Dating someone who doesn’t eat healthy


#1

As a type 1 diabetic, I try to eat healthy. I shy away from breads , rice and pasta. How do you feel about your partner not caring and eating all of these in front of you? Especially after knowing that the last time you ate bread your blood sugar was high the ENTIRE next day!


#2

I have been with my wife Sheryl for 42 of my 44 years with T1. I have never once asked her to not eat or eat anything based on my diabetes. I am good with it.


#3

My wife just nibbles on things, so while I eat the inside of a hamburger with a knife and fork, or order a salad, she will leave most of her meal on the plate and then order dessert. I am into the details, while she goes for the big splash. Opposites attract.


#4

Is your partner aware of the impact of your choices for you? Could it be not knowing rather than not caring?


#5

been diabetic for three years , diagnosed almost after we got married. She is one of those who can eat anything and not get fat, loves dessert and junk food :smiley: we tend to influence each other, I acquired a habit of eating something sweet after a meal which is a piece of low sugar fruit in my case vs a sugar loaded pastry or cake in her case :slight_smile: she now eats more vegetables than she did before we met though.
at First she tried to eat low carb like i do out of laziness and not having to cook two dishes but she gave up and returned to eating carbs as she isn’t yet convinced that it can even benefit non-diabetics. on the bright side, she now feels guilty when eating lots of junk or dessert because i never have these.
to be honest i can never ask her to follow the same diet if she didn’t have to, for me it can be a life or death thing but for any healthy person she can get away with some carbs and sweets specially with her high metabolism, so it would be totally unfair to ask her to eat the same. I guess it’s part of accepting diabetes that you have to live with restricted food choices and resist temptations that anybody else is free to give in to, same thing with fasting Ramadan for us muslims when everyone else has food during the day, you accept the fact that you cannot have the same food everybody else or your partner is having, not even occasionally. The reward is near normal blood sugars and feeling great which makes me stick to it every second of everyday.


#6

My influence was and is, I will make this food I eat for you too if you want, but you have to make your own whatever. He prefers to not have to make his own food. I’m a vegan, he’s a vegetarian. He wasn’t a vegetarian when we first married. It worked great to change what he ate. But I made it his choice.

If you need time to get used to not eating certain foods, maybe you can tell them you crave to eat it when they are eating it in front of you, but it really raises your blood sugar so you shouldn’t, so can they not eat it in front of you for a few months while you adjust? You should be able to get used to it after a while.

We still have his food, my food and our food after 41 years of marriage!


#7

I can’t understand why what someone else eats should influence what you feel you should eat. If you have a special medical condition which makes it inadvisable to eat what the person across from you is eating, just eat what you feel you should eat and ignore what the other person is eating. What I don’t like is when people try to make me eat what they are eating, which seems to be one of the most powerful human instincts, or, if they know I am diabetic, to play food policeman, commenting on what a pity it is that I can’t eat X, without even understnaind that I could take additional insulin and easily eat it if I wanted to.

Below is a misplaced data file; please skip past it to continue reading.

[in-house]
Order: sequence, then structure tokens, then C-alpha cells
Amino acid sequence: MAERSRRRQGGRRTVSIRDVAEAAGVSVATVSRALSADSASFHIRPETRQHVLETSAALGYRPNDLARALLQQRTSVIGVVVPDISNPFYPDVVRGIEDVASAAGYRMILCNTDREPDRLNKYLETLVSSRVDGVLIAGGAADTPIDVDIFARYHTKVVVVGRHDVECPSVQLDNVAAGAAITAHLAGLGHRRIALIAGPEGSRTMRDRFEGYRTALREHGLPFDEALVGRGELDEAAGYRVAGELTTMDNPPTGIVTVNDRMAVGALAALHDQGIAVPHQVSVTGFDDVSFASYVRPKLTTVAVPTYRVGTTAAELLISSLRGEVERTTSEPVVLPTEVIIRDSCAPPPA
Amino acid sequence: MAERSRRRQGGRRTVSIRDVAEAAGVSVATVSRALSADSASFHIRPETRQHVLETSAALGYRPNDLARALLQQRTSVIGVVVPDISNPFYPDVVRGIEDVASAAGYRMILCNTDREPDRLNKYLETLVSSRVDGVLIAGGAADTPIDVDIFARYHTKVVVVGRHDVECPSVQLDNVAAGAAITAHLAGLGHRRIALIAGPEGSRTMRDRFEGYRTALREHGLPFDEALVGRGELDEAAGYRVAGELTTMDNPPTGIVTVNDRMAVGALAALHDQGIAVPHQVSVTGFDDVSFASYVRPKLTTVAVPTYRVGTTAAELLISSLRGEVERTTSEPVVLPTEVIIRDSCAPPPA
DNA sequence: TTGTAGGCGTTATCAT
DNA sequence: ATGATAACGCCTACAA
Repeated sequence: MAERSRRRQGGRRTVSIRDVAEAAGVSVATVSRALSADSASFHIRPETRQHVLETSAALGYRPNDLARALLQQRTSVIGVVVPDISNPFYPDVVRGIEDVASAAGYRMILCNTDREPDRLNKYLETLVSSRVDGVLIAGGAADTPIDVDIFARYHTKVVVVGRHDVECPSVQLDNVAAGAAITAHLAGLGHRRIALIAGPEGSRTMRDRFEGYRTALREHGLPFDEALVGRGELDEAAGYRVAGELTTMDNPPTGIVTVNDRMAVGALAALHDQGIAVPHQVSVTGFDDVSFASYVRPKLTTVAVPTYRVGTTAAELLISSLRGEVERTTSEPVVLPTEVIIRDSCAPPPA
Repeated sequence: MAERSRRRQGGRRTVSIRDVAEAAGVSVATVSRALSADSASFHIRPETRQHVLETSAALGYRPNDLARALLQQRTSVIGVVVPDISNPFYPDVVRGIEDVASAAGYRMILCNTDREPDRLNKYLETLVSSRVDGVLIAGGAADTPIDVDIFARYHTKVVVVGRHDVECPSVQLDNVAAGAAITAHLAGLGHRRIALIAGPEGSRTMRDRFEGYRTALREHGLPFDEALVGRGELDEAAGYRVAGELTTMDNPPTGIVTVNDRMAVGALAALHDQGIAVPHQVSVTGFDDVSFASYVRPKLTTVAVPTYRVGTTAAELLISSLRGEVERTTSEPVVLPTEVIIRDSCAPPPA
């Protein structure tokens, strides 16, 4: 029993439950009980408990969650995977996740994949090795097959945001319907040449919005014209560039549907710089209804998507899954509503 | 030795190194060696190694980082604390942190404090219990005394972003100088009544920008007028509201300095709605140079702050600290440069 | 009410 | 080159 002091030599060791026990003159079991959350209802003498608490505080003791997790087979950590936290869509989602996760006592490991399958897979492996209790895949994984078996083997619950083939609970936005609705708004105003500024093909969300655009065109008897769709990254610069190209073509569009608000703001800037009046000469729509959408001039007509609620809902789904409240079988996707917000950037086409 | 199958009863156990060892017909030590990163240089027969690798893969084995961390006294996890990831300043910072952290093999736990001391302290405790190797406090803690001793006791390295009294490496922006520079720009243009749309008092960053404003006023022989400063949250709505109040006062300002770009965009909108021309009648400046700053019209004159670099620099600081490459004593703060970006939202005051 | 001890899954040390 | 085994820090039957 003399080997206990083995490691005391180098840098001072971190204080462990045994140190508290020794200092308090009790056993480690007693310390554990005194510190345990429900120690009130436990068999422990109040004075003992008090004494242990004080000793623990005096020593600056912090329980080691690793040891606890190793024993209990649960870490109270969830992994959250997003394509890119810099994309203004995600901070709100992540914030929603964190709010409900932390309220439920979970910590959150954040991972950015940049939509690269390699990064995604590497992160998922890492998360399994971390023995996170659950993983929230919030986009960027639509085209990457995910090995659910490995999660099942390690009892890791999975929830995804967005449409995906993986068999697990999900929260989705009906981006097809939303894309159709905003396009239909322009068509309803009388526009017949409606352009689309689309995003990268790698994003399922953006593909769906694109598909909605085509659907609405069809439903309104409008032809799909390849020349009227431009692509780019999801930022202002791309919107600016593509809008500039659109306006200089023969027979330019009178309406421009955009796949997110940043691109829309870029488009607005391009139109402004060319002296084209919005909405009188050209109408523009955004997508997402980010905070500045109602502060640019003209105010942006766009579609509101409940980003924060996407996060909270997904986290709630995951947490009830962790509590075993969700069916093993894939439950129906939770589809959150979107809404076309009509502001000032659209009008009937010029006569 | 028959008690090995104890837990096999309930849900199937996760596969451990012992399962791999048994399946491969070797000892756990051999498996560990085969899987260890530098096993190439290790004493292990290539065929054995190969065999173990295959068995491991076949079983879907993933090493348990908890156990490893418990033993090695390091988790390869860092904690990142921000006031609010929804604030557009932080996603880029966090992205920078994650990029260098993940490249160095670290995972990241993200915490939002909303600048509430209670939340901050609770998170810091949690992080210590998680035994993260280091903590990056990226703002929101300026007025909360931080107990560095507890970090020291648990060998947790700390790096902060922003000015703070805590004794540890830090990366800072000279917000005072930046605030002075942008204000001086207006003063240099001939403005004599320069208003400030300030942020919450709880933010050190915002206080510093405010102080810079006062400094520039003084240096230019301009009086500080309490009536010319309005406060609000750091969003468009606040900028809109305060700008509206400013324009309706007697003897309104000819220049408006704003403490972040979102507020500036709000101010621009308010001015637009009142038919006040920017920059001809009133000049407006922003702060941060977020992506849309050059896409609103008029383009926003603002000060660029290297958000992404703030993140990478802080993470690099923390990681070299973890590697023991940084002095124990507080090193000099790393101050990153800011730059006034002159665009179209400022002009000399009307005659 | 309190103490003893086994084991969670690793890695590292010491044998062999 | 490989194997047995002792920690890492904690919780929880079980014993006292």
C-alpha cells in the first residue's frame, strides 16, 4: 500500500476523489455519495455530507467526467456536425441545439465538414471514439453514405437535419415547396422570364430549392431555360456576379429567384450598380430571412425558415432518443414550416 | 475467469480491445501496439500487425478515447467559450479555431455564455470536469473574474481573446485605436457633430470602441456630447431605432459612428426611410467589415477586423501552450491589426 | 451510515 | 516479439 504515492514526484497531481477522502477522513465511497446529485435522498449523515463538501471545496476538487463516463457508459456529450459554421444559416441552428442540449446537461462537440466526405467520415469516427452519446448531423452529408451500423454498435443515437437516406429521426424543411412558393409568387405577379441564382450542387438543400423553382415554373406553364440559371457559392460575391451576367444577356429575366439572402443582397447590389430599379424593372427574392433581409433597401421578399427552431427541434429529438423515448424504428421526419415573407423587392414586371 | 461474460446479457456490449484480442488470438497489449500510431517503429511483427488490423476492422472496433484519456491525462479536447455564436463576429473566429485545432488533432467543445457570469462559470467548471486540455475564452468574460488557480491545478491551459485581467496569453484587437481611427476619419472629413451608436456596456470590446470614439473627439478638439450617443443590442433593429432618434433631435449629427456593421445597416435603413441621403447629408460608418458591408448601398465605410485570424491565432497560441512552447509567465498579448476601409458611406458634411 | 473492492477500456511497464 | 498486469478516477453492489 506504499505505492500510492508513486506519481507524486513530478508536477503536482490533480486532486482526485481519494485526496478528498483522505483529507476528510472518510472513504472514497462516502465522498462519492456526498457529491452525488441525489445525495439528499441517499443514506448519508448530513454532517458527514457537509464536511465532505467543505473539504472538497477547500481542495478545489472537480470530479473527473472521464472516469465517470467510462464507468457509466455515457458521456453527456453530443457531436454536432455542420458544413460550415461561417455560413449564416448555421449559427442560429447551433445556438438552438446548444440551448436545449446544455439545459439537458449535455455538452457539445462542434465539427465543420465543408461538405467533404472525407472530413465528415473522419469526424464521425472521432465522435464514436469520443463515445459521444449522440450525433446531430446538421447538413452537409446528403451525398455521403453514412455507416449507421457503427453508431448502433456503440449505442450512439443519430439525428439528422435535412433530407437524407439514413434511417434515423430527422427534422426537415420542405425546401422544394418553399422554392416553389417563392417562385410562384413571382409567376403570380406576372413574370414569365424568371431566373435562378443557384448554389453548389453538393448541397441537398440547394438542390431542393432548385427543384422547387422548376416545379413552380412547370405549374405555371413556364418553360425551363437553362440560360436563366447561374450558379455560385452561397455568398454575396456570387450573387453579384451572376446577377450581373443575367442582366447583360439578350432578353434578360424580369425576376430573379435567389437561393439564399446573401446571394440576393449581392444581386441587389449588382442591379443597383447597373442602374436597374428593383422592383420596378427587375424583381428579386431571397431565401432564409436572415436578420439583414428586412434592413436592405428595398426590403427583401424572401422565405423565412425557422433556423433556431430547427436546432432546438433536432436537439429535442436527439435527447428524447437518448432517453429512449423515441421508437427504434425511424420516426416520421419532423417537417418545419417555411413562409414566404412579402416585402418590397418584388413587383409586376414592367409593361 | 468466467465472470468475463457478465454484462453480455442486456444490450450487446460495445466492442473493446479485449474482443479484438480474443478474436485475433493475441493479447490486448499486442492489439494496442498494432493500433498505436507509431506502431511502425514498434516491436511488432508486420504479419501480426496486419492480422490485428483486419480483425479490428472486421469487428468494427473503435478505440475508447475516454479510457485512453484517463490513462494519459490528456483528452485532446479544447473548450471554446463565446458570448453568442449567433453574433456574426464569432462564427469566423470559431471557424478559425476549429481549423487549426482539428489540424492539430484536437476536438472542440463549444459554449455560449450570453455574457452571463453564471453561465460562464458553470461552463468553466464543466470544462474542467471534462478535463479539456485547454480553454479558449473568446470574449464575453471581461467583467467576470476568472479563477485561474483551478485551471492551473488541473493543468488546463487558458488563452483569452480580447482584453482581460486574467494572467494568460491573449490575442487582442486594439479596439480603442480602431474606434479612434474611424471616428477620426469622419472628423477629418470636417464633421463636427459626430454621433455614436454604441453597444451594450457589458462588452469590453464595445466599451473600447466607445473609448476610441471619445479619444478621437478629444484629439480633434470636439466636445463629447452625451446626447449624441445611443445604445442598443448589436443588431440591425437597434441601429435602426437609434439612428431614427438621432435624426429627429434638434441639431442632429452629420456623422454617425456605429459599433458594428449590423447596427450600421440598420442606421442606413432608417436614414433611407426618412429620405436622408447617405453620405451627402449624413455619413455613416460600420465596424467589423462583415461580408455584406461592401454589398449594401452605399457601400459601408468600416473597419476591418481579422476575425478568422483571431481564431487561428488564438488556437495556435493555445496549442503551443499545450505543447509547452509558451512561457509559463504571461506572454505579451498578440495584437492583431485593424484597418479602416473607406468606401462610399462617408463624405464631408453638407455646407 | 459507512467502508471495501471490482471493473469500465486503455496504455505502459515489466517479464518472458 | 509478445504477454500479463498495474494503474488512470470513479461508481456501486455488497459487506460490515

#8

I have a similar problem, but it’s not about what we eat, it’s about when. He wants to eat dinner at a different time based on his mood every night, and I can’t seem to explain to him that this is making my life a nightmare. I’m trying to get in the habit of pre-bolusing, but it’s so hard when some days he comes home from work and wants to eat immediately and some days he doesn’t want to eat until midnight. And when we’re out with friends or family, this timing issue becomes even harder because we live a very carefree life, and we always have done. I’m trying to get healthier, but when i met my husband I had an HbA1c of almost 10 do I told him a lot of things were normal (like eating anytime and taking insulin as I go) when they weren’t, so it’s definitely partly my fault, but still frustrating. I wish you all the best in working things out.


#9

Do you fast during Ramadan? I tried once, shortly after I converted, but the dehydration caused serious issues for me, so my husband told me to stop because type 1 qualifies as a medical exemption. I’d be fascinated to hear what your tricks for managing are.


#10

Perhaps it should be based on your mood for awhile!!!

Have you looked into Afrezza? It’s a very fast-acting insulin that may be helpful on nights when pre-bolusing becomes more difficult. I generally have to dose after I eat to ensure I don’t drop low. It’s duration is much shorter, so for meals with more protein/fat, you’d need to either dose with Humalog/Novolog as well (to cover the 2+ hour time frame) or give an additional Afrezza dose approx 2 hours later.


#11

TYPE 1 37 years. What your partner eats should have no impact on you eat. Take care of what you eat and you will just fine.